12 Tips for more effective emails


According to Royal Pingdom the average corporate user sends and receives 112 emails per day

These are being sent between the 3.146 billion email accounts across the world!

This may be the understatement of the century - but that's a lot of communication to manage - every day.

Particularly when you consider that ever interaction you have is an opportunity to demonstrate the very best of your knowledge, skills and expertise. Or on the other hand, for people to get a negative impression about you or your work.

Don't get me wrong, I love email. It means I can work collaboratively (with people in other states and other countries), provide real-time replies about the work I am doing, find out information I need and basically communicate more frequently and focused on the topic of the email.

The issue we all seem to have (surely, it's not just me?) is in managing the sheer volume of emails and ensuring that they are as effective as they possibly be; communicating what we want to say!

I don't think it is just me because an earlier blog post 5 Fast Tips to clear your inbox is the second highest read post of all time on Career Chick Chat!

Given that we’re already trying to make our emails more effective, here are 12 tips (reminders I’m sure! for better emails:

1. Make the Subject line descriptive - letting the reader know exactly what the email is about. Titles such as "Approval Required for...", "Update on XYZ", "Please advise..." are all pretty good descriptors that allow a reader to know what the email is about before they even open it.

2. Put the most important point at the top of the email. Ask for what you need to ask for or explain what the email is about in the very first sentence. Then continue to provide the additional information you have. The where, when and why. The reason for your request. If you are explicit (but polite!) a reader will have no confusion about the purpose of the email and the required outcome. If they need the rest of the information after the first sentence they will keep reading!

3. Keep it short! A research study, "Not Quite the Average: An Empirical Study of Web Use" by Harald Weinreich, Hartmut Obendorf, Eelco Herder, and Matthias Mayer found that when reading on the web people spend only an extra 4.4 seconds for every 100 words. So longer is not better when it comes to writing emails.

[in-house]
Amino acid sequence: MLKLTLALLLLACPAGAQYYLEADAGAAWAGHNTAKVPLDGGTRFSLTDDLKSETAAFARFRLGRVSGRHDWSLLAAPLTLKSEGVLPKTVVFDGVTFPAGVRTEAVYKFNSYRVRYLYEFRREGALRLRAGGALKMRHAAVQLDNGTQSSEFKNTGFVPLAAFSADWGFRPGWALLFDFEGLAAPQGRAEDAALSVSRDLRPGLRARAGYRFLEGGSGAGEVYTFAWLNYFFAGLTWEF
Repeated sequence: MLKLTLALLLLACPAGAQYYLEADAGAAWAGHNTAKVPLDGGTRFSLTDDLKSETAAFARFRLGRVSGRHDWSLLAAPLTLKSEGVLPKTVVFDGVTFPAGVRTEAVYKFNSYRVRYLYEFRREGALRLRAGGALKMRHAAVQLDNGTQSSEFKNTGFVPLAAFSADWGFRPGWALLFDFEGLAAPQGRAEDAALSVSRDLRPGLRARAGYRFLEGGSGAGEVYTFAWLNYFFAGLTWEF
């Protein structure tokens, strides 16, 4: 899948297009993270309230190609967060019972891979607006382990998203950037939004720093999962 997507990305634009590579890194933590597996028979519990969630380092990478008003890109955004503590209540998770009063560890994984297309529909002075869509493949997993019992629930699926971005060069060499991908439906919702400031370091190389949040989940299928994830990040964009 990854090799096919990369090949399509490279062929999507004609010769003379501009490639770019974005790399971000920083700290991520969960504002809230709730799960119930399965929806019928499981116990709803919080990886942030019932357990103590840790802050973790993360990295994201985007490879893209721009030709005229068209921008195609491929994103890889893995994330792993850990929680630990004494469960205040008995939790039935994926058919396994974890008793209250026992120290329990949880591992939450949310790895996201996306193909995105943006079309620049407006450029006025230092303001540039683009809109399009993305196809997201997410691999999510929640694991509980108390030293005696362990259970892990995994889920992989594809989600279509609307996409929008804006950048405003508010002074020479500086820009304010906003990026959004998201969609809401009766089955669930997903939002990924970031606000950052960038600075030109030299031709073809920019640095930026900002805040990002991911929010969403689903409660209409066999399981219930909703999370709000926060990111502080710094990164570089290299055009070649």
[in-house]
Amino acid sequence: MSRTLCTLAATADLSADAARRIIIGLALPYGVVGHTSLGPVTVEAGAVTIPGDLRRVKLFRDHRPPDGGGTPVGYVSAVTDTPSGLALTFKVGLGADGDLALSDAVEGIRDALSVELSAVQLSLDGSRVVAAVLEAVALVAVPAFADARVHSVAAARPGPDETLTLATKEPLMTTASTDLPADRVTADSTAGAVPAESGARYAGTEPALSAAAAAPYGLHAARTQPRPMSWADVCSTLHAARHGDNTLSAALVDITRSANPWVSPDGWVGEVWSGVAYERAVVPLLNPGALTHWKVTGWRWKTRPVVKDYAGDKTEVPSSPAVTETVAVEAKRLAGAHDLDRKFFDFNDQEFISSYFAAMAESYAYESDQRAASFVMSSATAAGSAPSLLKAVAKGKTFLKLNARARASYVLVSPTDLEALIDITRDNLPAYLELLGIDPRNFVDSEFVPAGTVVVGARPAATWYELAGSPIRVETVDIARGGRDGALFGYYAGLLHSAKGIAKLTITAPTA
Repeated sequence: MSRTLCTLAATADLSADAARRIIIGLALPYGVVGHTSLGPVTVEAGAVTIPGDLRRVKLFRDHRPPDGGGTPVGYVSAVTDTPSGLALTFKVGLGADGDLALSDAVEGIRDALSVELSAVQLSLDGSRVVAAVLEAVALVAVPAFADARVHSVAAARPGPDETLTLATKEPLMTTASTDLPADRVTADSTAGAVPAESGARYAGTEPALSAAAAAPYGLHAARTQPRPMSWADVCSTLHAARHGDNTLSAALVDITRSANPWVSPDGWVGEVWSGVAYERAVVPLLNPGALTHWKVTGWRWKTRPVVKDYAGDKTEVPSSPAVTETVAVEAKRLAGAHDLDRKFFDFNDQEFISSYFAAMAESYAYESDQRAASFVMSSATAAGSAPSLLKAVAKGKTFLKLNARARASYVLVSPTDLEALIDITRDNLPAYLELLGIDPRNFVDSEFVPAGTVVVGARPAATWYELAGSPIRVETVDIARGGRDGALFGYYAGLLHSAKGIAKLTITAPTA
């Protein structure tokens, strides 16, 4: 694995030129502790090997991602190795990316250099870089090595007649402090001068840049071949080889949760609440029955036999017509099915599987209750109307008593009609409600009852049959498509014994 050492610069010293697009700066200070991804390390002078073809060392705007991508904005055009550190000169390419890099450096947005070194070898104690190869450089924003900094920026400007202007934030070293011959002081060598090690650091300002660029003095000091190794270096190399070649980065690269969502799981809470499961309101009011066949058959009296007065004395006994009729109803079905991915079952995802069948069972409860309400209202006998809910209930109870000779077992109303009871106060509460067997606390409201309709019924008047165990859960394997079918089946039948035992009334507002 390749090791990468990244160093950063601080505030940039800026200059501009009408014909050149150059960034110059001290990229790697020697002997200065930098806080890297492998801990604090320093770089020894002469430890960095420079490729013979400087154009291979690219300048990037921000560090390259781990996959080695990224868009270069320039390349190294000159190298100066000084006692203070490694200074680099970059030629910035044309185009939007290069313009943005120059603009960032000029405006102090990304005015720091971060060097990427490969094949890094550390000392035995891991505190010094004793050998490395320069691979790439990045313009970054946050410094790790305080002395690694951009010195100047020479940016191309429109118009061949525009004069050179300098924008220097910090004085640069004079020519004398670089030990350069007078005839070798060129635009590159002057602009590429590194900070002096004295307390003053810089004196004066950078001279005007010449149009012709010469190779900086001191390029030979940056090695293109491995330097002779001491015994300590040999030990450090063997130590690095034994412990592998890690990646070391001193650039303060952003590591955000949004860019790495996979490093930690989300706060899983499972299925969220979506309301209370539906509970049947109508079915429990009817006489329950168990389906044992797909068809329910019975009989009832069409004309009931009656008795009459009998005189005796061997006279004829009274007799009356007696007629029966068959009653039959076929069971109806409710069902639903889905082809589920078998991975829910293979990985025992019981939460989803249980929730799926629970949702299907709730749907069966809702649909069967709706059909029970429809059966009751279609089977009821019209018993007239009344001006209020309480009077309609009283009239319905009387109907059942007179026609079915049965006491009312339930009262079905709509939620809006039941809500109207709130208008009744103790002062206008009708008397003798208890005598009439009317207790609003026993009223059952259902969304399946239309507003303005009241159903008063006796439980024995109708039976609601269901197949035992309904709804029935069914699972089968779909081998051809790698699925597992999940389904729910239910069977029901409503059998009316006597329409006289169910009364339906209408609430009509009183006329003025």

4. Change the Subject title of an email that is going back and forward so that it is still relevant. Sometimes one email goes back and forward for so long or between so many people that the title is no longer a reflection of the new content. It it's not - change it.

5. Make it easy to read - Use lots of white space and a simple font. Start a new paragraph for every new idea and add a line of white space between each paragraph.

6. Highlight something that is really important in bold or italics - that way if your 'reader' is a 'scanner' what you really need to have read will be seen. 

7. Finish with an auto signature that includes your name, title, division and other contact details so that the recipients knows how to and has a range of options for contacting you.

8. CC with care! If you've been asked to copy someone on a message do so. If you haven't then don't. It clogs up in boxes and can be seen as quite heavy handed by putting pressure on your addressee. If you do want someone else to know the same information - forward it on to them privately with a one line explanation of why you are sending it to them

9. Don't feel obliged to continue an email to multiple people on a message you have received. Short circuit the process and go back to the person who sent you the note and work through the topic one-on-one. Afterwards if you need to you can go back to the people who were copied and advise them of the outcome.

10. Don't play email war games. The opportunities for misunderstanding and miscommunication by email are many. Many words have many meanings - which means it's not hard to misinterpret what someone is saying. Email can also be quite impersonal so often people will come across a lot blunter than they mean to or are in person. And never reply to an email in anger. If someone sends you a cranky email get on the phone or at least go back to the person to clarify the issue.
11. Delete those pesky scam emails straight away. They clog up your inbox and make it hard to manage the volume of emails you have. Even with all the filters that are applied 19% of all emails to corporate in boxes are still spam. It's like having torn up papers and used coffee cups on your desk -  messy and a distraction. Get rid of them

12. Ring people instead of emailing. I don't know about you but I can certainly talk faster than I can type. Getting on the phone can sometimes be faster, make you stand out from other messages and also give you the opportunity to build some rapport with the other person.  
Hope these reminders help - please share any other tips you have!

Let's chat...
- Karen





2 comments:

  1. Phone calls have a different purpose to the written message, be it text or email. I dont think a phone call will ever replace the written note as there's too much room for misinterpretation and no proof of what's been said except for our 'great' memories.

    Use Email rules and Search Folders to help separate the unresolved from the clutter

    @rapidentry
    Rapid Entry Business Services

    ReplyDelete
  2. Sometimes I prefer email to phone so there is a record.

    ReplyDelete